Fulton County, which shed its embattled elections director on Monday, is scurrying to ensure that its elections department is up to par by the time voting begins in the all-important U.S. presidential race.
One thing being fixed: When Fulton’s elections office adjusted district lines to account for reapportionment this year, it didn’t use electronic mapping, the new interim department director revealed Thursday.
Now the office is going back over the process using geographic information system technology (GIS), with help from the county’s computer experts in the Information Technology Department. The county is desperately trying to avoid another embarrassment in November like the one in July.
In the primary election, 690 voters in Sandy Springs and southeast Atlanta wound up on the wrong sides of boundary lines, putting them in the wrong state Senate and state House races.
“We believe that we’ve done a significant amount of cleanup on that process,” Interim Elections Director Sharon Mitchell told the Board of Registration and Elections in her first formal report to her bosses since taking over the job.
Board members also pledged that they would step up scrutiny of elections office operations, meeting weekly to keep tabs and moving extra staff to the office as needed, with an eye on the Oct. 15 start of early voting.
Mitchell and Elections Chief Dwight Brower offered a list of measures being taken to avoid errors, assuring the board and the public that Fulton is on track for a smooth presidential election. Voting machines are being tested for accuracy, precinct managers are being retrained and a second shift of workers will be brought in on election night to count absentee ballots, they said.
The fresh eyes are to help prevent a debacle like the one in 2008, when slow absentee ballot processing had workers in a warehouse counting for 53 hours. Crews twice went home because of exhaustion, in violation of state election rules.
Fulton County Commissioner Robb Pitts, who has been scrutinizing the department’s elections preparations, said the process appears to be working.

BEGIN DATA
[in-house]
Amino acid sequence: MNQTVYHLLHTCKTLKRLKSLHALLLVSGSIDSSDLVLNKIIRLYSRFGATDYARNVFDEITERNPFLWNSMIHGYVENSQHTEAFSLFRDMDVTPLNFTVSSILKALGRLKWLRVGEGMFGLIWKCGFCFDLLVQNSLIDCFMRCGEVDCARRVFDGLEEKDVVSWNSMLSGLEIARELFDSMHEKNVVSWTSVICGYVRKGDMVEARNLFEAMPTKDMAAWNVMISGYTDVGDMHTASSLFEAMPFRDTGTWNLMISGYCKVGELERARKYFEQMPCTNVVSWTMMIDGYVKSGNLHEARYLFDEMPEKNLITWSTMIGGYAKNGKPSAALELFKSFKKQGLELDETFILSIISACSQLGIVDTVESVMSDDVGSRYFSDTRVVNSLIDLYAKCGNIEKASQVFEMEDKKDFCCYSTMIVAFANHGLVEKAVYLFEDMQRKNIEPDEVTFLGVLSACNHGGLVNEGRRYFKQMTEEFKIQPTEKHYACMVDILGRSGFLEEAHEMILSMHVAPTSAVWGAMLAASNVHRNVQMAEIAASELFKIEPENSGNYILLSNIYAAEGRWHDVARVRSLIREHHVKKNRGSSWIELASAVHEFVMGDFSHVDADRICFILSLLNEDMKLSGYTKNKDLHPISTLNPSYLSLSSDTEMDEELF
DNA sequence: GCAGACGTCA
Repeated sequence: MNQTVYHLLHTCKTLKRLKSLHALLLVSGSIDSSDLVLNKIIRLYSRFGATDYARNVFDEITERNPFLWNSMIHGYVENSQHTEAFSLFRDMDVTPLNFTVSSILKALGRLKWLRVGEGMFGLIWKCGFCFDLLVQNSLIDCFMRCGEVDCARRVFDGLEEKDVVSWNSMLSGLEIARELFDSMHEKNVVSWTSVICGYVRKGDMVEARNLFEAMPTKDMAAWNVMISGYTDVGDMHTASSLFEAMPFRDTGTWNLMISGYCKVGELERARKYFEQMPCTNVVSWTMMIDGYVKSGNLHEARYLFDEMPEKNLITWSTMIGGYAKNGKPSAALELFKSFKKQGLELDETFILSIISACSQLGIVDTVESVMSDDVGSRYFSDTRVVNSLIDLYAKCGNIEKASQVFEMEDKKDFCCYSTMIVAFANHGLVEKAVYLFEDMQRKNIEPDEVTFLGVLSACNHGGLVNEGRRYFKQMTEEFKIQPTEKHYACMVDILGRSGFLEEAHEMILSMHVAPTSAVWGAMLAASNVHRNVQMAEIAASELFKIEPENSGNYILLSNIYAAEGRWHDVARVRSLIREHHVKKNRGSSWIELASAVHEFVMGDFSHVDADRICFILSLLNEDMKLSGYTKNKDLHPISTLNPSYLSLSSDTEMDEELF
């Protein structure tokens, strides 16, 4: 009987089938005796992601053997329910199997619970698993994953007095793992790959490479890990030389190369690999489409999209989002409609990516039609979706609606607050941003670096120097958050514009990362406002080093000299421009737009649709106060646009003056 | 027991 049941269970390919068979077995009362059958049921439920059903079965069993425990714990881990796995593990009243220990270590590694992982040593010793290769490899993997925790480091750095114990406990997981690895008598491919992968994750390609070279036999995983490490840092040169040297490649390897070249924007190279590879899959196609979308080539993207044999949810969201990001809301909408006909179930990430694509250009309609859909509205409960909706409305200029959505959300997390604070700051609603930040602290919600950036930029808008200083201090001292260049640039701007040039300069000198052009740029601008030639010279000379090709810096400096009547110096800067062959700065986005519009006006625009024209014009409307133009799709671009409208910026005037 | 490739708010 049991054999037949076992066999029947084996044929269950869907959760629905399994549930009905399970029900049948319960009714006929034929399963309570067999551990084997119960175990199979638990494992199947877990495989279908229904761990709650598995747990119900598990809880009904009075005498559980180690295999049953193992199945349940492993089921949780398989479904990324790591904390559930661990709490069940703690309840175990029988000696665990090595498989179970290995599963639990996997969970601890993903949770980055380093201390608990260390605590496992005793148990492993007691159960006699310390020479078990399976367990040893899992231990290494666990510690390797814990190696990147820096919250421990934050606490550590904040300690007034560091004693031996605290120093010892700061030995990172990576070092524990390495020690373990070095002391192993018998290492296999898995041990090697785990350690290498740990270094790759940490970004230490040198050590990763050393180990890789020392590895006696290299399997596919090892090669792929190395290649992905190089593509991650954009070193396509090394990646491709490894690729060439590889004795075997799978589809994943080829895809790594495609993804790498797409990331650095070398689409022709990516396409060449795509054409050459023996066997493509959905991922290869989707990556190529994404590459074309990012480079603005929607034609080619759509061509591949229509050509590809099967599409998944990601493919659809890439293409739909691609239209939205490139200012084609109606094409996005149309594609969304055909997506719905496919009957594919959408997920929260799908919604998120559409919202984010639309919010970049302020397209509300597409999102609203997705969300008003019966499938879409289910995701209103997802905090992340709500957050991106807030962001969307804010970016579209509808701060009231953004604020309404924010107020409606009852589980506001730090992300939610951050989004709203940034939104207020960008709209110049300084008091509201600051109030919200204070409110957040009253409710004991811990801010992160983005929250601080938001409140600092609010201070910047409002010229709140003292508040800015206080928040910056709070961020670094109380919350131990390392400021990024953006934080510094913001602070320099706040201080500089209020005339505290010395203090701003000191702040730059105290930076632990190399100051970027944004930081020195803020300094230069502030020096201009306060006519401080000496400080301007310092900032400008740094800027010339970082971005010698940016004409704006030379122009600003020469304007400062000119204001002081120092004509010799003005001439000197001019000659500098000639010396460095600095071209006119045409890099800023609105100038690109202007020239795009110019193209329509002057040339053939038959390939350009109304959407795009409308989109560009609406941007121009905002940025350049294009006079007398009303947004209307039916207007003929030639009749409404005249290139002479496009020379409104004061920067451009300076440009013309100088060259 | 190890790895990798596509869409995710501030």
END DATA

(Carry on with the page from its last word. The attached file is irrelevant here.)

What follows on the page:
“I think the infrastructure is already in place,” Pitts said. “We just need a titular head, and this board seems to be taking this very seriously.”
News that redistricting work was done without GIS came as a surprise to elections board member William Riley. He said that raises even more questions about former Elections Director Sam Westmoreland.
On Monday, the board accepted Westmoreland’s resignation and appointed Mitchell, formerly the registration chief, as interim director.
At the time of his resignation, Westmoreland was serving a 10-day sentence in the Alpharetta jail for failing to comply with terms of probation related to a 2009 DUI arrest. A blood sample showed he was under the influence of seven different medications, including the sedative benzodiazepine, according to a GBI Crime Lab analysis.
He was later transferred to jail in Laurens County, in Middle Georgia, in connection with a 2008 DUI arrest. The incident stemmed from a collision with a tractor-trailer, and Westmoreland was found to be under the influence of benzodiazipine and an anxiety medication, court records show.
This past March he pleaded guilty and was ordered to sign up for drug court. But after he failed to do so, the county issued a warrant for his arrest.
County officials were unaware of his jailing until five days into his Alpharetta stint.
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